1. Motivation A stock's idiosyncratic-return volatility is the root-mean-squared error, $\mathit{ivol}_{n,t} = \sqrt{ \sfrac{1}{D_t} \cdot \sum_{d_t=1}^{D_t} \varepsilon_{n,d_t}^2}$, from the daily regression \begin{align} r_{n,d_t} = \alpha + … [Continue reading]

# Impulse-Response Functions for VARs

1. Motivating Example If you regress the current quarter's inflation rate, $x_t$, on the previous quarter's rate using data from FRED over the period from Q3-1987 to Q4-2014, then you get the AR(1) point estimate, \begin{align} x_t = … [Continue reading]

# Bias in Time-Series Regressions

1. Motivation How persistent has IBM's daily trading volume been over the last month? How persistent have Apple's monthly stock returns been over the last $5$ years of trading? What about the US's annual GDP growth over the last century? To answer … [Continue reading]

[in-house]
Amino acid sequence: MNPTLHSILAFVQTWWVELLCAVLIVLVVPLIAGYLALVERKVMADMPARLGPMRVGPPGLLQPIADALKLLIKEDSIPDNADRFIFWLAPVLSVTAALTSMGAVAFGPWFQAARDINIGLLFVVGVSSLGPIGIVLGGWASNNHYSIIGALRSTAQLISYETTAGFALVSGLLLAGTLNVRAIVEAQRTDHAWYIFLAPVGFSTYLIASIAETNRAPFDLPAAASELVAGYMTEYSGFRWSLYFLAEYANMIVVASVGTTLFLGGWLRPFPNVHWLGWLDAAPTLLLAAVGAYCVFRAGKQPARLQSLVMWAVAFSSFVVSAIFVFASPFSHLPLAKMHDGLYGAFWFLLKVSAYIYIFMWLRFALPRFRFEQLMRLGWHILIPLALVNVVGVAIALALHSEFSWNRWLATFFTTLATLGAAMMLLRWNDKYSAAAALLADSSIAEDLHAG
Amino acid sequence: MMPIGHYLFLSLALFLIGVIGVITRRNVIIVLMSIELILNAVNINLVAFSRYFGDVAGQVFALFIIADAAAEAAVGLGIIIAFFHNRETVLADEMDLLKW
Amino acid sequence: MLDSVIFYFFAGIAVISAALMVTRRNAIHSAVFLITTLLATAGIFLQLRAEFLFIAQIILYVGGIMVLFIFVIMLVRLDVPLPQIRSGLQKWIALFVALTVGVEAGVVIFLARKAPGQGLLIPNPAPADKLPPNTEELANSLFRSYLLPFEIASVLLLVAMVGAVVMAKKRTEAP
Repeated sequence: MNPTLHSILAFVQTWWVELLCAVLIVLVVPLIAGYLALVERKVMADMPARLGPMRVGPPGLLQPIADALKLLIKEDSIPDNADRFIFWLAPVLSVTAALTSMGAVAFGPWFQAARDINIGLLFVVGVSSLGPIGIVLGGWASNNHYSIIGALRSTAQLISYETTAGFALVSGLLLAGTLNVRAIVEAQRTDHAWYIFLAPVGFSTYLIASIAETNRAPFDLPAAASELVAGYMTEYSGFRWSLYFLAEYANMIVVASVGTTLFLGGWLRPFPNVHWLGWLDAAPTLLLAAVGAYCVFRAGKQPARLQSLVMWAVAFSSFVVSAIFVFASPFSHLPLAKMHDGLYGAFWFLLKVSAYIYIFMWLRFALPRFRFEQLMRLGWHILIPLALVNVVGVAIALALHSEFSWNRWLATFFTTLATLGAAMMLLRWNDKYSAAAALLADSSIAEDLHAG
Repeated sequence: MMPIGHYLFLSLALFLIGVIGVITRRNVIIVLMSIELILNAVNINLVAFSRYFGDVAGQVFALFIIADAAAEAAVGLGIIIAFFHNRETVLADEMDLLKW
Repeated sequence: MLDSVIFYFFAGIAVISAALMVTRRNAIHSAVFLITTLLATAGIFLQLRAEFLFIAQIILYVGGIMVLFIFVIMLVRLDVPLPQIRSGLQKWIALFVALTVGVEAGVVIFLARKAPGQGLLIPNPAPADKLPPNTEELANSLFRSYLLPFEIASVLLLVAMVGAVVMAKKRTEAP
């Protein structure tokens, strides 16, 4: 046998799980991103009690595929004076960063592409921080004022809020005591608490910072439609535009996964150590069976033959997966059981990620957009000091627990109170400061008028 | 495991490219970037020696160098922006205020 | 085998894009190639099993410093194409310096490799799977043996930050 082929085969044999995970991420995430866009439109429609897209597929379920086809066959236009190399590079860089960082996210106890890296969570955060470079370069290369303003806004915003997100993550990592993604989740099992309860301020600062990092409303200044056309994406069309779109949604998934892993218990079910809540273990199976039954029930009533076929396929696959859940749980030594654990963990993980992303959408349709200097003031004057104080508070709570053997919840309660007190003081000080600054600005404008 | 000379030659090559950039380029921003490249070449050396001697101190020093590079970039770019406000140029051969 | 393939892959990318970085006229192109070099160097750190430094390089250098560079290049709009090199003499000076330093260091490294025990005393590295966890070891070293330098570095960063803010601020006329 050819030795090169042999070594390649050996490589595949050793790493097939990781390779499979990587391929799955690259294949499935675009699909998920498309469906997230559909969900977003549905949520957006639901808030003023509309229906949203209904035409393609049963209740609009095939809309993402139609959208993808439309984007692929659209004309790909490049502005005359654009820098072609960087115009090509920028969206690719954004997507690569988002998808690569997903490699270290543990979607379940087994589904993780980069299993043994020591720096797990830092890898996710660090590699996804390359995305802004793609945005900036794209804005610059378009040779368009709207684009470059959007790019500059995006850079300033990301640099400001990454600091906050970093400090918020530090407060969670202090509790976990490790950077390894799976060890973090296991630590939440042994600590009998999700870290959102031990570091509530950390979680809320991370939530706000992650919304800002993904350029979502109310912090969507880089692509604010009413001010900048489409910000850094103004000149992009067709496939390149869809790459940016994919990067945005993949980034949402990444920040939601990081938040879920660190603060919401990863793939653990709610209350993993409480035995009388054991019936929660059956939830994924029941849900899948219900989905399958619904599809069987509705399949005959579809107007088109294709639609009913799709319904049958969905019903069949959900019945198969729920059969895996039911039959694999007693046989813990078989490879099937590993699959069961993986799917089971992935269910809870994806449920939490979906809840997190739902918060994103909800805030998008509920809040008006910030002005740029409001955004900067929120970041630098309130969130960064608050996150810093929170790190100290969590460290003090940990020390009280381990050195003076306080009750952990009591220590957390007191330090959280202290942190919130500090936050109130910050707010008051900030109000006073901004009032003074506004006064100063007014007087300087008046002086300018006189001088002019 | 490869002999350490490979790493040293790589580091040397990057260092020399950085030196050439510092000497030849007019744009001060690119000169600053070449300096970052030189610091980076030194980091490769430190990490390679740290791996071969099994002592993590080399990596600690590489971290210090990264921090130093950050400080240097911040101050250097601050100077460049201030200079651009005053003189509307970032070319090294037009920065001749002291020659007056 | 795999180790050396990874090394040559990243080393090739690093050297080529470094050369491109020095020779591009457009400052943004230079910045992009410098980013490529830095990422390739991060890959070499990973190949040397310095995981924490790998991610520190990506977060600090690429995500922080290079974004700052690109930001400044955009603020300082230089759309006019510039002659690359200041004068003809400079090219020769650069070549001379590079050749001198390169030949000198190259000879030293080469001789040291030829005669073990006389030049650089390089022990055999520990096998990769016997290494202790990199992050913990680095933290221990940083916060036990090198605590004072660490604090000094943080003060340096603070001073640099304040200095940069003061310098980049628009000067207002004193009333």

# When Can Arbitrageurs Identify a Sporadic Pricing Error?

1. Motivation Imagine you're an arbitrageur and you see a sequence of abnormal returns: \begin{align} \mathit{ra}_t \overset{\scriptscriptstyle \mathrm{iid}}{\sim} \begin{cases} +1 &\text{w/ prob } \sfrac{1}{2} \cdot (1 + \alpha) \\ -1 … [Continue reading]

# Why Not Fourier Methods?

1. Motivation There are many ways that you might measure the typical horizon of a stock's demand shocks. For instance, Fourier methods might at first appear to be a promising approach, but first impressions can be deceiving. Here's why: spikes in … [Continue reading]